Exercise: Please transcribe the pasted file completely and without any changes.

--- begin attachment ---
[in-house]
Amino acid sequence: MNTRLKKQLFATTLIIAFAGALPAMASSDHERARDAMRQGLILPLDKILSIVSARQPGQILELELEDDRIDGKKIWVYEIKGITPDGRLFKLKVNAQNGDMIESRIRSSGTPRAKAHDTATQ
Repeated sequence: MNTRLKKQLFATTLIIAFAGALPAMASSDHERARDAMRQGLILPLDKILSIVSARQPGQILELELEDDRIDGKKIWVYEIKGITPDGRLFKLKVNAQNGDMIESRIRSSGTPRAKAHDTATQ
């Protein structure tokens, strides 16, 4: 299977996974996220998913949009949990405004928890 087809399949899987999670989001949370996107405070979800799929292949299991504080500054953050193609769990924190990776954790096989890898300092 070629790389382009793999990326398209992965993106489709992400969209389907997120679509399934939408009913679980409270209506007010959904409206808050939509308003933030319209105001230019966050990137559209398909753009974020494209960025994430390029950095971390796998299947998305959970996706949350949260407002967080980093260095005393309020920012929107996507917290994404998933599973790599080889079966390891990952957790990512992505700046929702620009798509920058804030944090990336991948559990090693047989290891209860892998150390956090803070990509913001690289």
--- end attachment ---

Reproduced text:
[in-house]
Amino acid sequence: MNTRLKKQLFATTLIIAFAGALPAMASSDHERARDAMRQGLILPLDKILSIVSARQPGQILELELEDDRIDGKKIWVYEIKGITPDGRLFKLKVNAQNGDMIESRIRSSGTPRAKAHDTATQ
Repeated sequence: MNTRLKKQLFATTLIIAFAGALPAMASSDHERARDAMRQGLILPLDKILSIVSARQPGQILELELEDDRIDGKKIWVYEIKGITPDGRLFKLKVNAQNGDMIESRIRSSGTPRAKAHDTATQ
């Protein structure tokens, strides 16, 4: 299977996974996220998913949009949990405004928890 087809399949899987999670989001949370996107405070979800799929292949299991504080500054953050193609769990924190990776954790096989890898300092 070629790389382009793999990326398209992965993106489709992400969209389907997120679509399934939408009913679980409270209506007010959904409206808050939509308003933030319209105001230019966050990137559209398909753009974020494209960025994430390029950095971390796998299947998305959970996706949350949260407002967080980093260095005393309020920012929107996507917290994404998933599973790599080889079966390891990952957790990512992505700046929702620009798509920058804030944090990336991948559990090693047989290891209860892998150390956090803070990509913001690289």